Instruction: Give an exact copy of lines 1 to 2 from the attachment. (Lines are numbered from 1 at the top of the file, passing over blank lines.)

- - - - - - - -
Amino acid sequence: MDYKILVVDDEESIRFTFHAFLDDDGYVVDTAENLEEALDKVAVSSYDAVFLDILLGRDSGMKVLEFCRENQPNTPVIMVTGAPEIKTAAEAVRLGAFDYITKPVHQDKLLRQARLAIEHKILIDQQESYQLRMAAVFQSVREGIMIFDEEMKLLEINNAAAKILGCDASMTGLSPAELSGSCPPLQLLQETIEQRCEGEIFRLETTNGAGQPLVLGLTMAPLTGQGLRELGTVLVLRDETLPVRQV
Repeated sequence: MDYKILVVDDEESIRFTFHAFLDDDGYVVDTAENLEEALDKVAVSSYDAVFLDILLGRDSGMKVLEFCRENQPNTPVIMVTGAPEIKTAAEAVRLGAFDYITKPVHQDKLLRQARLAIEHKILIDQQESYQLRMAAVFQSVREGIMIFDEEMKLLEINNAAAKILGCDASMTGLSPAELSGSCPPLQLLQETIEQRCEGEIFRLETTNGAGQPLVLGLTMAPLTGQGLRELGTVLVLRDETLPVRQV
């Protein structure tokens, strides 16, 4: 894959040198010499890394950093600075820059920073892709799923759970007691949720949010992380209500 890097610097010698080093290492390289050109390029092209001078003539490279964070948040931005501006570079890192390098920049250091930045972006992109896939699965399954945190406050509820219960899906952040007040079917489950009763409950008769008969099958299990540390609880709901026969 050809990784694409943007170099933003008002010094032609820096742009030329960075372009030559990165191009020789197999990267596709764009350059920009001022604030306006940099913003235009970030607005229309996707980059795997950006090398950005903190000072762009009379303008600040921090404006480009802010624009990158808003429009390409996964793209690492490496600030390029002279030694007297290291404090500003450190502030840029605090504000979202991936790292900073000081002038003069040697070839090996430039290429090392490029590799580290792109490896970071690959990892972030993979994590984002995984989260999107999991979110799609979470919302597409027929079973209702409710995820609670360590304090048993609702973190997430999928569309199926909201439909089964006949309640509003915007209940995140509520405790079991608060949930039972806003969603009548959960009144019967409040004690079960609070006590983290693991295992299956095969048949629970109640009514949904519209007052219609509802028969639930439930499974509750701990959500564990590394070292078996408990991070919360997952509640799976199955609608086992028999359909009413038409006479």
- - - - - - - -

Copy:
Amino acid sequence: MDYKILVVDDEESIRFTFHAFLDDDGYVVDTAENLEEALDKVAVSSYDAVFLDILLGRDSGMKVLEFCRENQPNTPVIMVTGAPEIKTAAEAVRLGAFDYITKPVHQDKLLRQARLAIEHKILIDQQESYQLRMAAVFQSVREGIMIFDEEMKLLEINNAAAKILGCDASMTGLSPAELSGSCPPLQLLQETIEQRCEGEIFRLETTNGAGQPLVLGLTMAPLTGQGLRELGTVLVLRDETLPVRQV
Repeated sequence: MDYKILVVDDEESIRFTFHAFLDDDGYVVDTAENLEEALDKVAVSSYDAVFLDILLGRDSGMKVLEFCRENQPNTPVIMVTGAPEIKTAAEAVRLGAFDYITKPVHQDKLLRQARLAIEHKILIDQQESYQLRMAAVFQSVREGIMIFDEEMKLLEINNAAAKILGCDASMTGLSPAELSGSCPPLQLLQETIEQRCEGEIFRLETTNGAGQPLVLGLTMAPLTGQGLRELGTVLVLRDETLPVRQV